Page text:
£21 loaf strictly for the upper crust; you need plenty of dough to afford it; probably the best thing since sliced bread; to say it is a loaf fit for a king is no exaggeration. I think the Daily Mail milked all the puns for this story, which is too bad since I do love a good pun. In fact, you could say puns are my bread and butter [Ed Note: UGH].
If you’re in Gloucestershire and have a couple dozen quid burning a hole in your pocket, you may want to try Britain’s most expensive loaf of bread. Perhaps this isn’t for the discerning budget traveler, but bread-lovers will want to check it out and see firsthand if it’s really worth the hefty price tag.
Tom Herbert’s of Hobbs House Bakery went on a mission to bake the perfect bread. His final result was the Shepherd’s Loaf, made of nothing more than locally grown organic spelt, Cornish sea salt, and water. It takes two days to make, weighs two kilos, and lasts up to two weeks. The sourdough mixture (flour and water) used to make the bread rise is taken from a tank that has been fermenting for 55 years. “We feed it every day with flour and water to replace the sourdough that we take out,”says Tom.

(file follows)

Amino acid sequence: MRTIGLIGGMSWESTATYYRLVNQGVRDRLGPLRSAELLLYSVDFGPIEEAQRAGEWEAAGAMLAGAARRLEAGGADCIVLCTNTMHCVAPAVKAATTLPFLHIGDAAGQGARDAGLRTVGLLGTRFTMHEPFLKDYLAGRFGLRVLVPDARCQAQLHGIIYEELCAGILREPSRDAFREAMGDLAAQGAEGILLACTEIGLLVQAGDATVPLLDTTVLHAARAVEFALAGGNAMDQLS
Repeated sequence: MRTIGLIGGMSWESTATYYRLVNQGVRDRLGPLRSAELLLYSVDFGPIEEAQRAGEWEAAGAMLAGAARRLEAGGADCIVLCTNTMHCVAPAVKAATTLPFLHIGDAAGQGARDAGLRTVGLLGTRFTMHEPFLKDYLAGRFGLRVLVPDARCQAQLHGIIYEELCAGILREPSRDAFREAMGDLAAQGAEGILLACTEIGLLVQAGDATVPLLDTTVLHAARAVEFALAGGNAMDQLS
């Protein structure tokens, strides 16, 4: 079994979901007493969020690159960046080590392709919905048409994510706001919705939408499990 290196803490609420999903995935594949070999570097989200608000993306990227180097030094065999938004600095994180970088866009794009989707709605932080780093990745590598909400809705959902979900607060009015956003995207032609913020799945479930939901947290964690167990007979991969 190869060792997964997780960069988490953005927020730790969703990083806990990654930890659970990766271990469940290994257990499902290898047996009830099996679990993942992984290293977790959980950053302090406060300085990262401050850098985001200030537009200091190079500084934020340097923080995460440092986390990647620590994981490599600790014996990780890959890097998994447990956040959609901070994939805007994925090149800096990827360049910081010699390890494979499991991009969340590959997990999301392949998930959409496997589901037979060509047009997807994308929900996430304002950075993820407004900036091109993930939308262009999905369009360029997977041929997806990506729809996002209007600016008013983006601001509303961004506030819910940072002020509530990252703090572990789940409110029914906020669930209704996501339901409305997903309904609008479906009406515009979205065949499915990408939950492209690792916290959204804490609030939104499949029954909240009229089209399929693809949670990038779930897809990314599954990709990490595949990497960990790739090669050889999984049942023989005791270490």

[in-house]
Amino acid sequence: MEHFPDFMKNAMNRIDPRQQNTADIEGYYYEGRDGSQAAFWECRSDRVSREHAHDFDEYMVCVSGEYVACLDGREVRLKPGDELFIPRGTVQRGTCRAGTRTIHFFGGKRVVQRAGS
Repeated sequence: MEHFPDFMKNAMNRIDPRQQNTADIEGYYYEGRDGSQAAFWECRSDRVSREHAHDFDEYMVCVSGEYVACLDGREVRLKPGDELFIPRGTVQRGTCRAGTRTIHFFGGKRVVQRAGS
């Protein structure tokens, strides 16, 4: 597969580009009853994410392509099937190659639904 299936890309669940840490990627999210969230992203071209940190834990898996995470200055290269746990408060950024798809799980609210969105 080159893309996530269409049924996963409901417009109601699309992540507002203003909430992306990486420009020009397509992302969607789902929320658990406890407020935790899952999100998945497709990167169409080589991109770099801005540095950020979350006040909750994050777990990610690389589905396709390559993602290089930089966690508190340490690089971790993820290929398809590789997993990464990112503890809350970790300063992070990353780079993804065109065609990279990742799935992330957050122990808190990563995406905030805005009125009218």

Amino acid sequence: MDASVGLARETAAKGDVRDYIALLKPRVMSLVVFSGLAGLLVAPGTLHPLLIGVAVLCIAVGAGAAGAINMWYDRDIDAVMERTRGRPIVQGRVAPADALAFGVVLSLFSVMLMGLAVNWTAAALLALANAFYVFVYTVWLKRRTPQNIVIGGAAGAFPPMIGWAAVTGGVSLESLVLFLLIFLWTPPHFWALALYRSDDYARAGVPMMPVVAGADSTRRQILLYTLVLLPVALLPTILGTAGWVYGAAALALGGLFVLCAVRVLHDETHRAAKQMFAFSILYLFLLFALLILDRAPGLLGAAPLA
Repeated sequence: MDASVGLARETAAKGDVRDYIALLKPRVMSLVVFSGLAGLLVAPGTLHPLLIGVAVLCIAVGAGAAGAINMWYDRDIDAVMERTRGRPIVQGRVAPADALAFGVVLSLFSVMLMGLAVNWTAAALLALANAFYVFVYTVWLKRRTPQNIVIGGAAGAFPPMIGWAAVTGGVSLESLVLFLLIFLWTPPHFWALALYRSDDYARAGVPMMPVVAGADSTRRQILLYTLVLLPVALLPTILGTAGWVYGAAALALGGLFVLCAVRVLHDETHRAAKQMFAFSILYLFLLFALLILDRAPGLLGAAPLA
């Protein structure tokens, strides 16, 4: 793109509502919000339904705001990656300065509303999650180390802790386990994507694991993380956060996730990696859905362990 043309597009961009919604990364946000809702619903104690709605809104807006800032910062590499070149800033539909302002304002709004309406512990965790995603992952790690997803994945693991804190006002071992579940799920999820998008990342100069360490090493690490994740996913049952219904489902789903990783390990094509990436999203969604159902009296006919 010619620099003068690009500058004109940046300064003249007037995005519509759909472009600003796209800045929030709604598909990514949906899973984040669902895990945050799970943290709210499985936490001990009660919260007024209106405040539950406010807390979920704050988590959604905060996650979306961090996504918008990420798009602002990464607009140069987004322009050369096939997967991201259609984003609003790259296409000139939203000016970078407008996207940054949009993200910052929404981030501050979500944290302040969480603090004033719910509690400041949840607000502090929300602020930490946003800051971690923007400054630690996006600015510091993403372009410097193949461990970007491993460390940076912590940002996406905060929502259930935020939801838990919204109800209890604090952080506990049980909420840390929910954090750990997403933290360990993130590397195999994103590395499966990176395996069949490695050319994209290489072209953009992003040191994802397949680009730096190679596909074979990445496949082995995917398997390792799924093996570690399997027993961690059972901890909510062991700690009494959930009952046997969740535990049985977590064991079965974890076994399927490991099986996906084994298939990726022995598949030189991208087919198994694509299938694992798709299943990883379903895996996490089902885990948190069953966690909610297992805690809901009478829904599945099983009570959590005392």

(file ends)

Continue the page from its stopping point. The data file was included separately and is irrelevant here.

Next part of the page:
If you can’t make it there in person, they offer delivery all around the nation if you shop online.
If you think that’s expensive, I found this article from TLC Cooking that lists 11 of the world’s most expensive foods. Here are a few of them:
- Double Truffle Hamburger at DB Bistro Moderne in Manhattan: $99
- Club sandwich at the Cliveden House Hotel near London: $197
- Omelette in New York’s Le Parker Meridien Hotel: $1000
- Boxed chocolates by Knipschildt Chocolatier of Connecticut: $2600 per pound
- Caviar from an Iranian beluga called Almas: $48,750 for 3.9 pounds
Think I’ll stick with the $2.00 slice of pizza down the block.
[Image: Randy Son Of Robert / Flickr]